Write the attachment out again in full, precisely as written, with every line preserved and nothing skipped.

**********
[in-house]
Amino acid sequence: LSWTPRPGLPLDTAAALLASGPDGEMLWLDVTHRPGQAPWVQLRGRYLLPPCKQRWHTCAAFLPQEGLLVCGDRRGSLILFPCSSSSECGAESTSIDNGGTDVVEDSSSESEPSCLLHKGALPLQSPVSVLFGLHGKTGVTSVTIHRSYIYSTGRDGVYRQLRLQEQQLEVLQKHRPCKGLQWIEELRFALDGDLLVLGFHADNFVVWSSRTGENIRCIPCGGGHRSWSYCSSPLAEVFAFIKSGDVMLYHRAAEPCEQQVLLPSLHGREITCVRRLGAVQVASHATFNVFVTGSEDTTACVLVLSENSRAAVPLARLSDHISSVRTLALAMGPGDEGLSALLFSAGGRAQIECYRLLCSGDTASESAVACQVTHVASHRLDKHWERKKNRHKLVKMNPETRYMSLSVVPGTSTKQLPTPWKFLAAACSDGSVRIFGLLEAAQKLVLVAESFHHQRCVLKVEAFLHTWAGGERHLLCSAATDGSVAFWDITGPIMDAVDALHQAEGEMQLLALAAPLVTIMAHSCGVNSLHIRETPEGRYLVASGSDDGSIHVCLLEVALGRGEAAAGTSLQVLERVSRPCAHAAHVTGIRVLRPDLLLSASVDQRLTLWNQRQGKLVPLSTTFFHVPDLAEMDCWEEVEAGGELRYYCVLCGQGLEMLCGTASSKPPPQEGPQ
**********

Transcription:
[in-house]
Amino acid sequence: LSWTPRPGLPLDTAAALLASGPDGEMLWLDVTHRPGQAPWVQLRGRYLLPPCKQRWHTCAAFLPQEGLLVCGDRRGSLILFPCSSSSECGAESTSIDNGGTDVVEDSSSESEPSCLLHKGALPLQSPVSVLFGLHGKTGVTSVTIHRSYIYSTGRDGVYRQLRLQEQQLEVLQKHRPCKGLQWIEELRFALDGDLLVLGFHADNFVVWSSRTGENIRCIPCGGGHRSWSYCSSPLAEVFAFIKSGDVMLYHRAAEPCEQQVLLPSLHGREITCVRRLGAVQVASHATFNVFVTGSEDTTACVLVLSENSRAAVPLARLSDHISSVRTLALAMGPGDEGLSALLFSAGGRAQIECYRLLCSGDTASESAVACQVTHVASHRLDKHWERKKNRHKLVKMNPETRYMSLSVVPGTSTKQLPTPWKFLAAACSDGSVRIFGLLEAAQKLVLVAESFHHQRCVLKVEAFLHTWAGGERHLLCSAATDGSVAFWDITGPIMDAVDALHQAEGEMQLLALAAPLVTIMAHSCGVNSLHIRETPEGRYLVASGSDDGSIHVCLLEVALGRGEAAAGTSLQVLERVSRPCAHAAHVTGIRVLRPDLLLSASVDQRLTLWNQRQGKLVPLSTTFFHVPDLAEMDCWEEVEAGGELRYYCVLCGQGLEMLCGTASSKPPPQEGPQ